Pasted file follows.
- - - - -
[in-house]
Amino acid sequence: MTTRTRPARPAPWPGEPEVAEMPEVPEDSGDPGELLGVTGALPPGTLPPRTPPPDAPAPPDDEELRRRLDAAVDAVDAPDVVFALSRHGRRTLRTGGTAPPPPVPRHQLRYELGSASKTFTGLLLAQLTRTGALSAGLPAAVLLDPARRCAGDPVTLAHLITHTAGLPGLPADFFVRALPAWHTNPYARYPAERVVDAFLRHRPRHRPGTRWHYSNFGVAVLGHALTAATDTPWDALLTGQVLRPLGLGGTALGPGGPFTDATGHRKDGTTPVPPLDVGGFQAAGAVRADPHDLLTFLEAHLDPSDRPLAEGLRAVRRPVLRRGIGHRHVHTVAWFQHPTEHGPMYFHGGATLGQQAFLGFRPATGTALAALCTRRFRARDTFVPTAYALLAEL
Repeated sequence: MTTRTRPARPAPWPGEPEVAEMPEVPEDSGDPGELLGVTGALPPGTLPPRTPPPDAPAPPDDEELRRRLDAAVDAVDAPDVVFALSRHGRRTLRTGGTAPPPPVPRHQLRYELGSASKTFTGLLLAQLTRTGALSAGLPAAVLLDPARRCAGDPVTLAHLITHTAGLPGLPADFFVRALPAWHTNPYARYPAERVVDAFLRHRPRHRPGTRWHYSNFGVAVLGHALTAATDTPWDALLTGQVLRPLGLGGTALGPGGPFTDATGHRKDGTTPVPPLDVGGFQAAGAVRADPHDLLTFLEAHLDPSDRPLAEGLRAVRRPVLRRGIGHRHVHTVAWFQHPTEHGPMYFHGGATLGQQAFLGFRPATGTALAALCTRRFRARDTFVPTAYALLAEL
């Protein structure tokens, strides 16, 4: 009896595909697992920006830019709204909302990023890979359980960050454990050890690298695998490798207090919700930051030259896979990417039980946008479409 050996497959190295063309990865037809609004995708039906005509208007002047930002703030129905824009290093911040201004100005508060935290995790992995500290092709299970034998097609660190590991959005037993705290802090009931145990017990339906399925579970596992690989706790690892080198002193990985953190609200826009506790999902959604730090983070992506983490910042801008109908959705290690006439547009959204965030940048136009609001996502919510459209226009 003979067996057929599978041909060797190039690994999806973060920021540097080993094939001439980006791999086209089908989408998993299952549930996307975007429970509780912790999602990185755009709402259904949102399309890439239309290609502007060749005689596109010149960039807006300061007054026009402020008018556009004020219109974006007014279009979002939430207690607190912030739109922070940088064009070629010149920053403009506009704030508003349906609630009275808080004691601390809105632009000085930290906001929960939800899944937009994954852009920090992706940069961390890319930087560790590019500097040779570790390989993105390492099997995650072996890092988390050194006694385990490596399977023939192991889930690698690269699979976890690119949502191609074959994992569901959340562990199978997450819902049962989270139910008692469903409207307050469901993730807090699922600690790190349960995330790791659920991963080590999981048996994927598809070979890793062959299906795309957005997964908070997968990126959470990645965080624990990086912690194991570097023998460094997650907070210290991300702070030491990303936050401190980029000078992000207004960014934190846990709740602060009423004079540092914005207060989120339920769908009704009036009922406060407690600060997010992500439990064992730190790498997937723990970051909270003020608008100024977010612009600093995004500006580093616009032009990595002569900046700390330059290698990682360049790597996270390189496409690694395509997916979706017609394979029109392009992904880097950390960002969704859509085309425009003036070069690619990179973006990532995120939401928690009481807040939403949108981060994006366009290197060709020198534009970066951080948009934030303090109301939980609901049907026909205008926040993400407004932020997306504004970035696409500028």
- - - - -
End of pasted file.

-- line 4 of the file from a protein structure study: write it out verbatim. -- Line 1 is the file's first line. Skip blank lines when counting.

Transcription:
């Protein structure tokens, strides 16, 4: 009896595909697992920006830019709204909302990023890979359980960050454990050890690298695998490798207090919700930051030259896979990417039980946008479409 050996497959190295063309990865037809609004995708039906005509208007002047930002703030129905824009290093911040201004100005508060935290995790992995500290092709299970034998097609660190590991959005037993705290802090009931145990017990339906399925579970596992690989706790690892080198002193990985953190609200826009506790999902959604730090983070992506983490910042801008109908959705290690006439547009959204965030940048136009609001996502919510459209226009 003979067996057929599978041909060797190039690994999806973060920021540097080993094939001439980006791999086209089908989408998993299952549930996307975007429970509780912790999602990185755009709402259904949102399309890439239309290609502007060749005689596109010149960039807006300061007054026009402020008018556009004020219109974006007014279009979002939430207690607190912030739109922070940088064009070629010149920053403009506009704030508003349906609630009275808080004691601390809105632009000085930290906001929960939800899944937009994954852009920090992706940069961390890319930087560790590019500097040779570790390989993105390492099997995650072996890092988390050194006694385990490596399977023939192991889930690698690269699979976890690119949502191609074959994992569901959340562990199978997450819902049962989270139910008692469903409207307050469901993730807090699922600690790190349960995330790791659920991963080590999981048996994927598809070979890793062959299906795309957005997964908070997968990126959470990645965080624990990086912690194991570097023998460094997650907070210290991300702070030491990303936050401190980029000078992000207004960014934190846990709740602060009423004079540092914005207060989120339920769908009704009036009922406060407690600060997010992500439990064992730190790498997937723990970051909270003020608008100024977010612009600093995004500006580093616009032009990595002569900046700390330059290698990682360049790597996270390189496409690694395509997916979706017609394979029109392009992904880097950390960002969704859509085309425009003036070069690619990179973006990532995120939401928690009481807040939403949108981060994006366009290197060709020198534009970066951080948009934030303090109301939980609901049907026909205008926040993400407004932020997306504004970035696409500028």